In the new calculations for the global wheat balance for the 2022-2023 season, the USDA’s USDA assumes slightly higher theoretical closing stocks.
This adjustment came as a result of lower harvest expectations, but this was also offset by lower rates of wheat consumption around the world. This is what the World Agricultural Supply and Demand (Wasde) report released in July showed. The theoretical closing stock has been adjusted from 266.8 million to 267.5 million tons. The initial stockpile of wheat on July 1, 2022 amounted to 280.1 million tons.
The USDA assumes reduced wheat production in the European Union, Ukraine and Argentina. The adjustment for the EU from 136.1 million tons to 134.1 million tons depends on dry growing conditions in Spain, Italy and Germany, among other countries. The crop in Ukraine is estimated at 2 million tons, less than 19.5 million tons. This is because the area to finally be harvested turned out to be smaller than what the Ukrainian authorities had previously reported.
Bigger harvest in Canada and the United States
This lower production outlook was partially offset by upwardly revised revenue numbers in Canada, the United States and Russia. The USDA now calculates more wheat acreage and better hectare production for both Canada and the United States. Russia appears to be heading towards harvesting 81.5 million tons of wheat, which is more than 5 million tons more than in 2021.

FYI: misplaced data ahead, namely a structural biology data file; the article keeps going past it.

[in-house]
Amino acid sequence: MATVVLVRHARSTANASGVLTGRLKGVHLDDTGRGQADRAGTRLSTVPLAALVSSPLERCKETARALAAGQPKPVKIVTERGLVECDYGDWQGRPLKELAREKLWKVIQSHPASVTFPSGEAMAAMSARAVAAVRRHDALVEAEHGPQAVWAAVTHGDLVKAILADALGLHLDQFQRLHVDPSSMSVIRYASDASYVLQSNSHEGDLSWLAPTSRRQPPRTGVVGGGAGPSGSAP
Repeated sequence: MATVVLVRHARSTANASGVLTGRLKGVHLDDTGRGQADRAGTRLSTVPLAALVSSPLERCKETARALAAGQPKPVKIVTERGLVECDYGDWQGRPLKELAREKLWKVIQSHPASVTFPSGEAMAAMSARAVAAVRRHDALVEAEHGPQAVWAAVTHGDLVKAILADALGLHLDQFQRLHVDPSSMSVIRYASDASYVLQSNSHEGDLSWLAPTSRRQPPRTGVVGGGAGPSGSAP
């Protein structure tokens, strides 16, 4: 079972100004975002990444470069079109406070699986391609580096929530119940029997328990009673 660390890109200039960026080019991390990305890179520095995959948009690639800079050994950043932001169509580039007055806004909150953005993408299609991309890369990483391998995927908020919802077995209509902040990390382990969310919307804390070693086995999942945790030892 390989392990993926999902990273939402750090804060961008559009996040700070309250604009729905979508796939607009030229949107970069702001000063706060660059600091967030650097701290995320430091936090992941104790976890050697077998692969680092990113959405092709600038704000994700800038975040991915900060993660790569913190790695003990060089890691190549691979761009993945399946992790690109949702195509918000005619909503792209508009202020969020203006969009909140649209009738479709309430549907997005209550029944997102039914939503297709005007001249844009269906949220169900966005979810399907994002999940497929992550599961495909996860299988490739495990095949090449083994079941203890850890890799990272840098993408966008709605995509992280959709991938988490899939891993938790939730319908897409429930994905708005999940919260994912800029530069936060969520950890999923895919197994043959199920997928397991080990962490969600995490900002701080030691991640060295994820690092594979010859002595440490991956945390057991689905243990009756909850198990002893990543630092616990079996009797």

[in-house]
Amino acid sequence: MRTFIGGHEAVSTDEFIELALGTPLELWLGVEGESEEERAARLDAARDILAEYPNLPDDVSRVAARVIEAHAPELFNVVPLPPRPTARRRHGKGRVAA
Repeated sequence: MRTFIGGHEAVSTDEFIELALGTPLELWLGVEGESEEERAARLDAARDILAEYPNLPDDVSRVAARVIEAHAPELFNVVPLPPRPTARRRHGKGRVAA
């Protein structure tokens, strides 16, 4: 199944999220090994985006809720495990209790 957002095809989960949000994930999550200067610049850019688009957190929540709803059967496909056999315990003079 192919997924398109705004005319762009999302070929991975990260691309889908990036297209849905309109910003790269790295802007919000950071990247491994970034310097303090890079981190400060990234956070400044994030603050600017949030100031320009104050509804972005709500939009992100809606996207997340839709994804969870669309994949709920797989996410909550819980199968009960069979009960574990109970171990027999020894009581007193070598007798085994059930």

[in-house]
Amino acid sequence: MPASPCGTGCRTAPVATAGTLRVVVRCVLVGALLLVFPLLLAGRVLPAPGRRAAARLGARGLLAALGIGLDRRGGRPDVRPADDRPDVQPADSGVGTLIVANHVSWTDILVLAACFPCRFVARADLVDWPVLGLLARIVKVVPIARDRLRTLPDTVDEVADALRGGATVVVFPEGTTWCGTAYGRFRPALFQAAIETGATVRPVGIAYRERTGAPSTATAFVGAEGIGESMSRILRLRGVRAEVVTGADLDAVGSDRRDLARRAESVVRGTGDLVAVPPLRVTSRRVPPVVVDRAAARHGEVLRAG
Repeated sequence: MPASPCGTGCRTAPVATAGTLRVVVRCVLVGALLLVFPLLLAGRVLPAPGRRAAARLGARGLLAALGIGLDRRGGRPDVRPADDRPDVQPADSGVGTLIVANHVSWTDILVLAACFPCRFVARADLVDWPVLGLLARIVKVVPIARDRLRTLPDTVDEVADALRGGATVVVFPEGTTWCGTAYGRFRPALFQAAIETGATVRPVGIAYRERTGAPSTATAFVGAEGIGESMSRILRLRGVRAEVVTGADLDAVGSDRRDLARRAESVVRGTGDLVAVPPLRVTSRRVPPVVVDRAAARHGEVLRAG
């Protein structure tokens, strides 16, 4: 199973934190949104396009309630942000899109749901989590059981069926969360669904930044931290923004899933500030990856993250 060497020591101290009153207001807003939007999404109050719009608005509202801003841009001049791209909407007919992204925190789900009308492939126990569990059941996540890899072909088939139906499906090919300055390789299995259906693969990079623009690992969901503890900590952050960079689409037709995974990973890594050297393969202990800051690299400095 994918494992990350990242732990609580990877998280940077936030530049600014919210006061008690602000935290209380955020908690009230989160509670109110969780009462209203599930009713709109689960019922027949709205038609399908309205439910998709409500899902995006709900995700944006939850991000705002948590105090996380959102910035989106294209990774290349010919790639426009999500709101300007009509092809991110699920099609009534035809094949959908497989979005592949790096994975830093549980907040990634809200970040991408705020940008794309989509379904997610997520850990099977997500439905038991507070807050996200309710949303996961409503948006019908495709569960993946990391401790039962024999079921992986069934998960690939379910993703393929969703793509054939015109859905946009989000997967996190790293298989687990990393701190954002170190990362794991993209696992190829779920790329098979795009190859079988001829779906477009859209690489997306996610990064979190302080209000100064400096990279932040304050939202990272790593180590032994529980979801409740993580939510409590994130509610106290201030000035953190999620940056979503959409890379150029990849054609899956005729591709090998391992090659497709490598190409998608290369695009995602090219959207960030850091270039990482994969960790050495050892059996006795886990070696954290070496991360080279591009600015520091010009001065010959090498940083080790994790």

Due to lower yields, the USDA now estimates that export volumes to the EU and Argentina will also be somewhat lower. On the other hand, there are more exports from Canada and the United States. Total global wheat consumption decreased by 1.8 million tons, according to the new forecasts of the US Department of Agriculture. The main reason for this decline is the decline in the use of wheat in animal feed worldwide.
With global production of 771.6 million tons and consumption of 784.2 million tons of wheat, the theoretical closing stock on July 1, 2023 will be 267.5 million tons. That’s 0.7 million tons more than the June and WASD report forecast, but still the lowest level since the 2016-17 season, according to the USDA.
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